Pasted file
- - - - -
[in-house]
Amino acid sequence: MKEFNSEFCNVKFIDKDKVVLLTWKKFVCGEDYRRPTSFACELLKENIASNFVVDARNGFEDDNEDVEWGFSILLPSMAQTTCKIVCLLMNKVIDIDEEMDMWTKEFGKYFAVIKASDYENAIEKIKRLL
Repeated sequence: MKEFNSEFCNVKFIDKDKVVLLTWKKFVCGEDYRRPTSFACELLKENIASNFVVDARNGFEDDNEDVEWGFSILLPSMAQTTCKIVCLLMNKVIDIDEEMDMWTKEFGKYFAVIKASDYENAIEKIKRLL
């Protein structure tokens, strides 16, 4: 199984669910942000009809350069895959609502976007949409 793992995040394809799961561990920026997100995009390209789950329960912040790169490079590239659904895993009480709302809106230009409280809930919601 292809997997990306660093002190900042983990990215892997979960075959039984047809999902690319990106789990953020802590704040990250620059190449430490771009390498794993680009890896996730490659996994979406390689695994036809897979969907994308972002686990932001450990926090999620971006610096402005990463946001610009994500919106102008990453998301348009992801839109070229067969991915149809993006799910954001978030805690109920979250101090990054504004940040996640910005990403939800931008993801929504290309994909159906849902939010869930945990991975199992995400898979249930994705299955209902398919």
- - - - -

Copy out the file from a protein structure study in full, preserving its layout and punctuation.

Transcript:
[in-house]
Amino acid sequence: MKEFNSEFCNVKFIDKDKVVLLTWKKFVCGEDYRRPTSFACELLKENIASNFVVDARNGFEDDNEDVEWGFSILLPSMAQTTCKIVCLLMNKVIDIDEEMDMWTKEFGKYFAVIKASDYENAIEKIKRLL
Repeated sequence: MKEFNSEFCNVKFIDKDKVVLLTWKKFVCGEDYRRPTSFACELLKENIASNFVVDARNGFEDDNEDVEWGFSILLPSMAQTTCKIVCLLMNKVIDIDEEMDMWTKEFGKYFAVIKASDYENAIEKIKRLL
């Protein structure tokens, strides 16, 4: 199984669910942000009809350069895959609502976007949409 793992995040394809799961561990920026997100995009390209789950329960912040790169490079590239659904895993009480709302809106230009409280809930919601 292809997997990306660093002190900042983990990215892997979960075959039984047809999902690319990106789990953020802590704040990250620059190449430490771009390498794993680009890896996730490659996994979406390689695994036809897979969907994308972002686990932001450990926090999620971006610096402005990463946001610009994500919106102008990453998301348009992801839109070229067969991915149809993006799910954001978030805690109920979250101090990054504004940040996640910005990403939800931008993801929504290309994909159906849902939010869930945990991975199992995400898979249930994705299955209902398919």